Like adults, juveniles can face serious punishment for crimes they commit. In the United States, a person is considered a juvenile if they are under the age of 18. For most crimes committed by minors, there is a separate court system with rules that generally lean towards rehabilitation as opposed to punishment such as jail time. However, even a juvenile can face felony charges after being caught shoplifting.
What Is Retail Theft?
Illinois law contains a specific definition of retail theft, or shoplifting, that is separate from general theft. The crime of retail theft occurs when a person takes merchandise with intent to deprive the merchant of full or partial value. This can mean physically stealing something without paying or using deception to pay a lesser value than what an item is worth. Some examples include altering price tags, hiding merchandise, or using a device that shields products from security measures. The key in these cases is intent, which can be hard to prove.
If a child is caught stealing from a store, the situation can be handled in a variety of ways. Depending on the child’s age and cooperation, they may just get a warning, and the child’s parent or guardian will typically be notified. In many cases, a juvenile will be banned from the store and be put on a watch list. Even if the store does not press charges, they may still call the police, and the juvenile may be taken to the police station, where a more serious warning may be given if it is a first time offense.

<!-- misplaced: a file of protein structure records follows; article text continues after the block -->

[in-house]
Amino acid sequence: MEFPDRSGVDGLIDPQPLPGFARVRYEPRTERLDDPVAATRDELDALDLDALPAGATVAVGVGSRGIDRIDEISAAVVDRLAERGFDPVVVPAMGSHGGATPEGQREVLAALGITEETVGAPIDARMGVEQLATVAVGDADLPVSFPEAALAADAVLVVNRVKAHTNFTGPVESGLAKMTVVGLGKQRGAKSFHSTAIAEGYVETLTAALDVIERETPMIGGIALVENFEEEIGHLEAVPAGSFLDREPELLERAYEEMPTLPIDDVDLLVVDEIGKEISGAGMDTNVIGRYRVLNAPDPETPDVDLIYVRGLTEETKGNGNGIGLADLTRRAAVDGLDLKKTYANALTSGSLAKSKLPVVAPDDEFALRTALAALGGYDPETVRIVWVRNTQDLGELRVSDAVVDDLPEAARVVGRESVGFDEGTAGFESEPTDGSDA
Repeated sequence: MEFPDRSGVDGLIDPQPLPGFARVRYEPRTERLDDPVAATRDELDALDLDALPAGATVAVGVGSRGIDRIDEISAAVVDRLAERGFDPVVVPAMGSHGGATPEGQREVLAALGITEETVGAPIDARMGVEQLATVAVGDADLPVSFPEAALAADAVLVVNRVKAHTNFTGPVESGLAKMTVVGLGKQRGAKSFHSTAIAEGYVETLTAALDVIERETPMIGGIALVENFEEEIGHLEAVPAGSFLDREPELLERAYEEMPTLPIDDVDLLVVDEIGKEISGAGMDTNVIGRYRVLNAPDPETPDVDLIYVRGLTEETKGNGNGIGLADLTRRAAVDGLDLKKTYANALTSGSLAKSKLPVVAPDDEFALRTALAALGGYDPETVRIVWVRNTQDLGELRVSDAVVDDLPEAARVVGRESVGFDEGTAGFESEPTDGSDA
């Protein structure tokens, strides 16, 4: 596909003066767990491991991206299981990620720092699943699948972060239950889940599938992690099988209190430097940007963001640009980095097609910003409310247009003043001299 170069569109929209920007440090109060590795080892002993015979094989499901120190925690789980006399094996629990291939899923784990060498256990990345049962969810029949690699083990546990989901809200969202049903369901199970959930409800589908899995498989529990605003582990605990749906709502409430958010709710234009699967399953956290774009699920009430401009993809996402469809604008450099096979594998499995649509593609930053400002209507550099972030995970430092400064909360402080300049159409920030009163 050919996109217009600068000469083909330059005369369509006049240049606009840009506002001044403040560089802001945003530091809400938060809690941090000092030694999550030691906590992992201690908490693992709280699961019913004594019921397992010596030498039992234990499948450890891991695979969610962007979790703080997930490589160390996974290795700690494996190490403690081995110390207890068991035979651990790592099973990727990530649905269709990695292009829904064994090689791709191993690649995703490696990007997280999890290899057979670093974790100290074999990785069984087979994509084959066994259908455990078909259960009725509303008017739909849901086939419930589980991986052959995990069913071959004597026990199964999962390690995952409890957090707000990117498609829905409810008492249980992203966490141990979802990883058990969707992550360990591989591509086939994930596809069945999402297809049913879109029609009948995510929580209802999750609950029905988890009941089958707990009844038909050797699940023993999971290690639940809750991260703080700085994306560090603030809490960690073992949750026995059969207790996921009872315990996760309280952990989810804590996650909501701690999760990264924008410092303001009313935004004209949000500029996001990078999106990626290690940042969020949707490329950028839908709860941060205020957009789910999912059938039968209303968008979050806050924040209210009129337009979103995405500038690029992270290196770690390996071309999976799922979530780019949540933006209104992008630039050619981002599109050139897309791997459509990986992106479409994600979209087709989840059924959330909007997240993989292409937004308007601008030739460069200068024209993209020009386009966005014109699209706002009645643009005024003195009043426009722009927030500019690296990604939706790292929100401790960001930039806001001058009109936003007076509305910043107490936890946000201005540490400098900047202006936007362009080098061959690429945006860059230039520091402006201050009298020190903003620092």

A juvenile court may handle the charges differently, but the classifications for retail theft are the same for adults and minors. If the value of goods is under $300, the offender may be charged with a juvenile misdemeanor. If the stolen property was over $300 in value, the juvenile may face a possible felony charge. Regardless of the value of the product, an offense may be charged as a felony if an emergency exit was used during the shoplifting attempt.
For first time shoplifting offenders, a deferred prosecution program is available to prosecutors. Instead of juvenile detention, this option encourages community service and counseling, and the child will need to return to court to prove the services have been completed. Charges will be dropped after completion of the deferred prosecution program.
Contact a Wheaton Juvenile Criminal Defense Lawyer
A misdemeanor may be expunged from a juvenile’s record, but a felony can follow them into adulthood. To make sure that mistakes made by your child do not ruin their chances at a successful future, contact an experienced DuPage County juvenile crimes attorney. Call our offices at 630-933-8400 to schedule a free consultation.